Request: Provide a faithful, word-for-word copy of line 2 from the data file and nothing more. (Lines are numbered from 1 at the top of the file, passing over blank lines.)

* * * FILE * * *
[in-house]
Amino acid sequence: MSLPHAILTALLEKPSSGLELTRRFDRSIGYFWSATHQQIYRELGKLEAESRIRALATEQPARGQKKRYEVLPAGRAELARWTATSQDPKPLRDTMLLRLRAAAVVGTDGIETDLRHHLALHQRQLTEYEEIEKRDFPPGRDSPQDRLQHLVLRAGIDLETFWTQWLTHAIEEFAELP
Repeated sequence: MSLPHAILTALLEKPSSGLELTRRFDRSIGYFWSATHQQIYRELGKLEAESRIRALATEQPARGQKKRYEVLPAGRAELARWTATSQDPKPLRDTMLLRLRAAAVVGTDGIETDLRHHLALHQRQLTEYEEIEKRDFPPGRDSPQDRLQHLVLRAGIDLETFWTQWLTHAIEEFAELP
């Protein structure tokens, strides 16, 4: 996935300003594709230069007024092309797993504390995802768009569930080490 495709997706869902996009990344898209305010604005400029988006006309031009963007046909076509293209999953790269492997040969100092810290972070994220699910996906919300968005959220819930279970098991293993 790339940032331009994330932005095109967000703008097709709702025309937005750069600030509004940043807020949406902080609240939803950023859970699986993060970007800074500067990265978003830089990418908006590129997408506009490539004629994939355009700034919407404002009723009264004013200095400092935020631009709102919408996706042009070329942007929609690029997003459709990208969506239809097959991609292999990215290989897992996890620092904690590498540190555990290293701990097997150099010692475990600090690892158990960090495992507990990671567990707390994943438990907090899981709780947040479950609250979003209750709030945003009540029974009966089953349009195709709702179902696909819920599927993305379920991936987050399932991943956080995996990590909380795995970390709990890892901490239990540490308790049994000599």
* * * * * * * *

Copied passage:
Amino acid sequence: MSLPHAILTALLEKPSSGLELTRRFDRSIGYFWSATHQQIYRELGKLEAESRIRALATEQPARGQKKRYEVLPAGRAELARWTATSQDPKPLRDTMLLRLRAAAVVGTDGIETDLRHHLALHQRQLTEYEEIEKRDFPPGRDSPQDRLQHLVLRAGIDLETFWTQWLTHAIEEFAELP